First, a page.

Service Quality Improvements in Rail

My wonderful colleague, Richard Green, discusses Robert Samuelson and Paul Krugman on whether high speed rail is actually worth what we will pay for it.

Richard Green captures the essence of the problem: he liked the train when he had it, but he is good at math. It is much easier to loudly advocate for high-speed rail if you can’t do math very well. Paul Krugman can, in fact, do math extremely well, and that’s why he cherrypicks the one location in the United States where HSR probably makes sense at this point: the US’s Northeast corridor, which is nothing but pavement from Boston to northern Virginia. It’s possible to look at the numbers, realize they are lousy, and still advocate for the project: we do it all the time. But it hurts your finer feelings if you are an analyst at heart.

One of my favorite colleagues at Berkeley is fond of saying “we don’t evaluate rail merely on cost-benefit analysis.” When pressed, she claims that rail somehow transcends the methodology, that there is no way to quantify how it revolutionizes a metro area. I’m the first to acknowledge that cost-benefit is a limited methodology, but honestly: if I ever hit up against a ready-made excuse for building bad projects, it’s the idea that your mode transcends cost-benefit calculus. Yes, I do think rail can have a powerful effect on urban land and human settlement patterns, but not all of those are positive. Rail makes sense in contexts, and it can set contexts, but it’s not like we can necessarily recreate San Francisco or DC using infrastructure alone. If she argued that we do a bad job costing out cost and benefits? Sure, I’ll buy that. But no; the literal interpretation is that what she wants transcends mere analysis. We’d all like to think that.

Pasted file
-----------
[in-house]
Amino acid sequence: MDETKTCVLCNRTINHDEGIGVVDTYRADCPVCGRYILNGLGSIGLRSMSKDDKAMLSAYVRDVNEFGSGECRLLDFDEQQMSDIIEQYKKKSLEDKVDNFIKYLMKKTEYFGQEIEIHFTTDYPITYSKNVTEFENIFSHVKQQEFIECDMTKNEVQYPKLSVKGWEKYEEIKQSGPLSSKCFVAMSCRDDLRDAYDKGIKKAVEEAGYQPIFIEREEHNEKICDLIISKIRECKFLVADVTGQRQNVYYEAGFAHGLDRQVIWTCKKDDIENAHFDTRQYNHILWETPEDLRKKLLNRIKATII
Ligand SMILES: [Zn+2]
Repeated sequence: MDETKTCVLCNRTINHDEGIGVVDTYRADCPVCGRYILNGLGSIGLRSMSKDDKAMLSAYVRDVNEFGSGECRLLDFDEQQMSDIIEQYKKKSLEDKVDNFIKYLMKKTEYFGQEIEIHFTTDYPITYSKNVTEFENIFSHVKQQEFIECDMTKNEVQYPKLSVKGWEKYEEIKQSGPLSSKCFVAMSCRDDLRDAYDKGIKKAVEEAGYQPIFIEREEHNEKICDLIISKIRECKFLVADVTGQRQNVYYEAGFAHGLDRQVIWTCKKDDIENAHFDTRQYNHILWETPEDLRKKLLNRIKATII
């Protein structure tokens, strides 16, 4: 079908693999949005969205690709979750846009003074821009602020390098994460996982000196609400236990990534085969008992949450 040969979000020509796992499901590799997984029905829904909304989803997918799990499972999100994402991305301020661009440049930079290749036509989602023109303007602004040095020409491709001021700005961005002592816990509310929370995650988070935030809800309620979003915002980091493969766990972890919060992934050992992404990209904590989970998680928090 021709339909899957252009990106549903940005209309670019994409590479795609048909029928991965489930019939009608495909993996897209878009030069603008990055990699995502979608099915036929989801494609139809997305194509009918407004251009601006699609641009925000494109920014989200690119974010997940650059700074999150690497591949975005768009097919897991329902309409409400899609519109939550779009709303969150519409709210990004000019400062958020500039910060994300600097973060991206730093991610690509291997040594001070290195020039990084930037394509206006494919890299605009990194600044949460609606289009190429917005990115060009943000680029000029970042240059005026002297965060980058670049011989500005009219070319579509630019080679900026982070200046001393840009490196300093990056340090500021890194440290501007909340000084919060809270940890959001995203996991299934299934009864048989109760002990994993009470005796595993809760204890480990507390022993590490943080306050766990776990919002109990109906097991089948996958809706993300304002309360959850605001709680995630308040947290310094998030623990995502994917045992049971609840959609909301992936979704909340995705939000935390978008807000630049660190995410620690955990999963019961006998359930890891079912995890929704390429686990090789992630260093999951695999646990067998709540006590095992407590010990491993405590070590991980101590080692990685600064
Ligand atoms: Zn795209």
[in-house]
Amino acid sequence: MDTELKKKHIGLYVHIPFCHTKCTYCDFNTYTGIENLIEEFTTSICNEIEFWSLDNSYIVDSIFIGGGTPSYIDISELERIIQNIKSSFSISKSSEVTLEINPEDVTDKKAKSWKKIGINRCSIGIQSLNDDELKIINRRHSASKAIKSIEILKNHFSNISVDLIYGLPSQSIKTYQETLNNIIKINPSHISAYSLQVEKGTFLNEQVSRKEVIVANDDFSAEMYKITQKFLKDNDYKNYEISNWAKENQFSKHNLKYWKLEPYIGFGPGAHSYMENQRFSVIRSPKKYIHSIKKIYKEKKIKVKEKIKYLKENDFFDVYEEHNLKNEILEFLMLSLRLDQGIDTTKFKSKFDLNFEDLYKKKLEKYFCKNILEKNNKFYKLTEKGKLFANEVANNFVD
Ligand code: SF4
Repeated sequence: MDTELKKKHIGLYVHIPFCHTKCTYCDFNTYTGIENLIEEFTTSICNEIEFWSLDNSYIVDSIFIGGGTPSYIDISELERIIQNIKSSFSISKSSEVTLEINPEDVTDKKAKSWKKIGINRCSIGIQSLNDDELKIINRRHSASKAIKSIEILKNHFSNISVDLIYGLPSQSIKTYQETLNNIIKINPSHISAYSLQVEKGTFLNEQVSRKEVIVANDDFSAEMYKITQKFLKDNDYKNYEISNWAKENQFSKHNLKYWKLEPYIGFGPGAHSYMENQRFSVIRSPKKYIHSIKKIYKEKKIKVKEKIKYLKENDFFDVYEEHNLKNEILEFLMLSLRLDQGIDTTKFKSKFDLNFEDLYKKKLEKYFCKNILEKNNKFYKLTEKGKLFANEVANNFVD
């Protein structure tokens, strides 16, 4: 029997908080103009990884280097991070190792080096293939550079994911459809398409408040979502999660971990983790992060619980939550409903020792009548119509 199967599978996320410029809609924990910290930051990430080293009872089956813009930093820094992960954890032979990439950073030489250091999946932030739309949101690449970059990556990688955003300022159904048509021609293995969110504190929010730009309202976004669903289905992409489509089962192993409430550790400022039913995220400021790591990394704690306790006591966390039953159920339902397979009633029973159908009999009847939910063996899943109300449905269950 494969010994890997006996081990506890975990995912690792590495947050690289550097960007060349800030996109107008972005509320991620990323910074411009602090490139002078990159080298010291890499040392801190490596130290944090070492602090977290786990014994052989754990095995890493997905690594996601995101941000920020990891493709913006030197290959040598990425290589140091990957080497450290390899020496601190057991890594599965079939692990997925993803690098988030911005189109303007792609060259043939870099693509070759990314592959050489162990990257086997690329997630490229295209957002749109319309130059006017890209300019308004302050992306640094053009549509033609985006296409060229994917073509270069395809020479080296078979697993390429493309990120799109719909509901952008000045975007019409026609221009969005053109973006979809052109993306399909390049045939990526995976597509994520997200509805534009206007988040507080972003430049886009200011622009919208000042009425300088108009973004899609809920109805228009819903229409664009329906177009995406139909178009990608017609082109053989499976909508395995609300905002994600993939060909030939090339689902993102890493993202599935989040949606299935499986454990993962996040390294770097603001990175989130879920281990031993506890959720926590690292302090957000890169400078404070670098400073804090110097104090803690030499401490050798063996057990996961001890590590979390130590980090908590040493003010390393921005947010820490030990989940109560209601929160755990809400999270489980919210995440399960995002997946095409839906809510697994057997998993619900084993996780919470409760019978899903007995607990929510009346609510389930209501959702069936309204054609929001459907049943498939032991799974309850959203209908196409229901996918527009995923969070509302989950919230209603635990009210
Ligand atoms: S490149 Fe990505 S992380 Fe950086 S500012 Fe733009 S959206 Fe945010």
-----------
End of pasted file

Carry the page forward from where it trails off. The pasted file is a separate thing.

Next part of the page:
It seems to me what advocates are saying is that rail provides service quality improvements, and I do think that these are undercounted in cost-benefit analysis. Note that this does not save bad projects from John Kain [1} or Don Pickerell’s [2] infamous critiques: if you are offering service quality improvements and you’re not getting ridership, you don’t get to count the service quality improvement as a benefit (nor your emissions saved, etc etc).**